Plaintiff was involved in an accident with an automobile in which Earl Martin and Reid Martin were riding. On February 26, 1951, she sued out an attachment against said parties as non-residents of Alabama, which was levied on a Ford automobile as the property of defendants. Affidavit and claim bond was filed by claimant, based upon a "Just title" to the property levied on. During the trial of the issues thus made, claimant was properly permitted to amend his claim by filing an affidavit setting forth that his claim was based on a mortgage. Witherington v. Gainer, 149 Ala. 655, 43 So. 117.
Where a claim is interposed by a third party under Title 7, Section 1168, Code, "the issue on the trial is whether the property levied on is subject to the writ, and on this issue the plaintiff takes the affirmative, and has the burden of proving that the defendant has such title in the property as is subject to levy and sale under the writ. This burden, as a general rule, is met and a prima facie case made for the plaintiff by evidence showing that the property was in the possession of the defendant at the time of the levy, and the claimant, to meet the prima facie case, may offer any evidence touching this issue
The plaintiff introduced in evidence the attachment writ with the sheriff's return, and rested.
Claimant introduced the following evidence:
Defendant Earl Martin testified claimant was his father; on December 4, 1950, witness purchased the Ford automobile in question from Solomon Shattah, of Eufaula, for the price of $1300, which sum he borrowed from claimant. A cancelled check, dated December 4, 1950, drawn on the Eufaula Bank & Trust Company, for $1300, signed by W. T. Martin, payable to Earl Martin, duly endorsed by Earl Martin and Solomon Shattah, was introduced as claimant's exhibit 1, which witness testified was given in payment for the automobile. Witness testified he later executed a mortgage on the automobile to claimant. An instrument entitled "Retention of title contract," for the payment of $1300 for the Ford automobile dated December 12, 1950 payable $200 down, with the balance in monthly installments of $50 each, beginning January 1, 1951, and ending October 1, 1952, was introduced as claimant's exhibit 2.
On cross examination he testified the Justice of the Peace who was the attesting witness to the execution of the instrument was his brother-in-law. Witness had never given his father a bill of sale to the car; claimant had not foreclosed the paper nor sued him in court for possession of the automobile.
Claimant testified he resides in Quitman County, Georgia; he is the father of Earl Martin; he loaned Earl Martin $1300, in the form of a check, to buy the car and later took a mortgage on it. The instrument was filed for record in Quitman County, Georgia, on April 16, 1951; his son had never paid the $200 down payment and had paid only two of the $50 payments, shown on the instrument; the balance due on the mortgage is $1200, with interest; the car has been in his possession since he executed the claim bond; the mortgage was in default at the time of the attachment, the $200 not having been paid.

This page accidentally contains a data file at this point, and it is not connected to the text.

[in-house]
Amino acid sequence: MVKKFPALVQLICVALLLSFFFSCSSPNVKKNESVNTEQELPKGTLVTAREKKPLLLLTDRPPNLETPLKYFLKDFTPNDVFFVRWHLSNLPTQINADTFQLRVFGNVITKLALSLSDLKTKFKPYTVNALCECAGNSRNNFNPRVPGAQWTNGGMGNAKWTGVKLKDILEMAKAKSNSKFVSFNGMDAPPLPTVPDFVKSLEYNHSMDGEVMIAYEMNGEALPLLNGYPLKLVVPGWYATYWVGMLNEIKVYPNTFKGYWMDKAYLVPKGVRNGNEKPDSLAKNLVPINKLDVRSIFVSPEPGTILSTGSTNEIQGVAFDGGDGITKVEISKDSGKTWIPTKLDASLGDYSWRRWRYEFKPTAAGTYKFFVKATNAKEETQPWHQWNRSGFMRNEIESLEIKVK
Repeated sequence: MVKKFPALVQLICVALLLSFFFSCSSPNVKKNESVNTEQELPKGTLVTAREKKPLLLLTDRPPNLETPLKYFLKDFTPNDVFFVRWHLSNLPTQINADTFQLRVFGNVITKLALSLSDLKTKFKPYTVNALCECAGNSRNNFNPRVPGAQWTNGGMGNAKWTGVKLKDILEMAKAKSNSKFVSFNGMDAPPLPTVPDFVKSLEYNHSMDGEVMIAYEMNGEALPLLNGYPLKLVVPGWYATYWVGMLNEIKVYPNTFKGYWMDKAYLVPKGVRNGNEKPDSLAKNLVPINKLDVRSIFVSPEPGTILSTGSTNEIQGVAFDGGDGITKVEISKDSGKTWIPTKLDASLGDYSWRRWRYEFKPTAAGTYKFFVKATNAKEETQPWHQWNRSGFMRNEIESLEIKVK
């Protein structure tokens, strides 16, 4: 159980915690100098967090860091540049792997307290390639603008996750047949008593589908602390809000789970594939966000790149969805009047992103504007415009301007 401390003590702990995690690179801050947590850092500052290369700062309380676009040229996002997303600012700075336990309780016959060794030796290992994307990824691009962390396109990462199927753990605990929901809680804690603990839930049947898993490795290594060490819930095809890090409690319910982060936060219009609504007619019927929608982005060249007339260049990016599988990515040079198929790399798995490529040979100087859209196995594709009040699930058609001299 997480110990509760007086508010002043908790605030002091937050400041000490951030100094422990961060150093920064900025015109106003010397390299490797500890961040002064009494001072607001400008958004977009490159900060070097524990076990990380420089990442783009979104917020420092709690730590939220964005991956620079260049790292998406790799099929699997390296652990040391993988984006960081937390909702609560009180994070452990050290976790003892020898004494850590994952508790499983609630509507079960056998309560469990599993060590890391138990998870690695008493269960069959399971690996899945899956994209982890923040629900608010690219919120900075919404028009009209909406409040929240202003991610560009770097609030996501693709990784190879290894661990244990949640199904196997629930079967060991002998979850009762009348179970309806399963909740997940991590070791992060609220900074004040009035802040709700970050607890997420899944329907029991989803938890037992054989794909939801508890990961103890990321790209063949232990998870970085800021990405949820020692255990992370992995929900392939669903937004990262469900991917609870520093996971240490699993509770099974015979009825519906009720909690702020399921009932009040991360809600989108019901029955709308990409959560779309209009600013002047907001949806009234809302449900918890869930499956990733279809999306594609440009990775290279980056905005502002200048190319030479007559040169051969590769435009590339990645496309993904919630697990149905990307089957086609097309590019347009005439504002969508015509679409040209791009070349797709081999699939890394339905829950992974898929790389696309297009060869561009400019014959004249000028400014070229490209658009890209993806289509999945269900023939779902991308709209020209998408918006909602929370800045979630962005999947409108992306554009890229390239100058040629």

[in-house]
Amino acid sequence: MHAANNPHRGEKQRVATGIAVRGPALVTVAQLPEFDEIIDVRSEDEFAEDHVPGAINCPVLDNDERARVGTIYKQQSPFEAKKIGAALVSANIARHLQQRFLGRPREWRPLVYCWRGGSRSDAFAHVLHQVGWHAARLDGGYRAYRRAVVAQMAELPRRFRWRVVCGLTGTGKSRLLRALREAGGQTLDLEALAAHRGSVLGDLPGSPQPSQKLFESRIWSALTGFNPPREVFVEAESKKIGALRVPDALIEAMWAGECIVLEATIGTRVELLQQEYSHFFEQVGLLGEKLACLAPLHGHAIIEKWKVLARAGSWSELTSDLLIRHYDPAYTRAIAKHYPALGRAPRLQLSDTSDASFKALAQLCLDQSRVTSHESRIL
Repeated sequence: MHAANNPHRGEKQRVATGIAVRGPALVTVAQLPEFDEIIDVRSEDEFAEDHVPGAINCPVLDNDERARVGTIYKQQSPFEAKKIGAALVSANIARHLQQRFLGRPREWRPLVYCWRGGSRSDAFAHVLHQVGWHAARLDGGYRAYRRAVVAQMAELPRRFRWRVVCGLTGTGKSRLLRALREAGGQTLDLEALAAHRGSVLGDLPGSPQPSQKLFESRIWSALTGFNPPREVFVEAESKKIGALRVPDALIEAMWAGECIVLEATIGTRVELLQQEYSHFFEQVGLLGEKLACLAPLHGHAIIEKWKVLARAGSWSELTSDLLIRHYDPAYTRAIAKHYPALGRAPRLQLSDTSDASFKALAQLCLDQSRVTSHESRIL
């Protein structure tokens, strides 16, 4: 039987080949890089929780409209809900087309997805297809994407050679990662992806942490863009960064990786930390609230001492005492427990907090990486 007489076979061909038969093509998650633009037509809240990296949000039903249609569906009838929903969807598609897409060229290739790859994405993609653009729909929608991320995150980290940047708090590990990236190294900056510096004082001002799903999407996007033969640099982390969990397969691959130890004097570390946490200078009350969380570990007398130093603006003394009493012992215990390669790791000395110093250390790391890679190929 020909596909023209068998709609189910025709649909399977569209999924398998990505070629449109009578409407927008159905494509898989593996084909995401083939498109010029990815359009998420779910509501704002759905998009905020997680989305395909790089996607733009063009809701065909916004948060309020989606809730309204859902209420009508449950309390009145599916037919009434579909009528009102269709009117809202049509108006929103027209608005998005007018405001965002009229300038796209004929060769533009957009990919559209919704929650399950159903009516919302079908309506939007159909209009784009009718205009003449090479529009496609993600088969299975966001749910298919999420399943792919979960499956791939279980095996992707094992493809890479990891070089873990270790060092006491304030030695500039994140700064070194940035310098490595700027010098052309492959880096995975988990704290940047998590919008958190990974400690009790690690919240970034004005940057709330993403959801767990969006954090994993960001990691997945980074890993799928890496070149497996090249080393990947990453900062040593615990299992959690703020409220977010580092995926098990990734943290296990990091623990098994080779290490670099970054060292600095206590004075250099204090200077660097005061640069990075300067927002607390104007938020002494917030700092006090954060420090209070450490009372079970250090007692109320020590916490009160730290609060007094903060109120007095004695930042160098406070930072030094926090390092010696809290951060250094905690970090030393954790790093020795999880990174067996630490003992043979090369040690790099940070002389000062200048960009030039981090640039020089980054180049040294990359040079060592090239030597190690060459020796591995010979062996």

The cause was tried by the court sitting without a jury and the trial court found the property levied upon to be that of Earl Martin, one of the defendants in attachment, and was subject to the process, and "said claimant does not own the title, legal or equitable, or a lien paramount to the right, title or interest in said property of Earl Martin," and entered judgment for plaintiff.
We cannot agree with appellee's contention that plaintiff was entitled to judgment because claimant's affidavit based his claim on a mortgage and the proof showed the instrument to be a retention of title contract, therefore, there was a fatal variance between the pleading and proof. In Bern v. Rosen, 36 Ala.App. 296, 55 So.2d 361, we construed the instrument to be in effect a chattel mortgage, and on certiorari the Supreme Court approved such construction. Bern v. Rosen, Ala., 66 So.2d 711.
Question is raised in appellee's brief as to the bona fides of the transaction between claimant and defendant Earl Martin, principally because of the kinship of the parties and because the instrument was not filed for record until April 16, 1951, in Georgia, and April 18, 1951, in Alabama, the levy having been made on February 26, 1951.
We think the following observations by Judge Mayfield in Jackson v. Wilson Brothers, 201 Ala. 529, 78 So. 883, are decisive of these contentions:
"The mortgage was prior in date to any judgment or execution lien, and, if valid,
"It is insisted in argument by appellant, the plaintiff, that it was not shown that the mortgage was recorded in the county of the residence of the mortgagor, and in the county in which the property was located, as provided by section 3386 of the Code, and that, unless so recorded, the mortgage was void as against the plaintiff, a creditor of the mortgagor.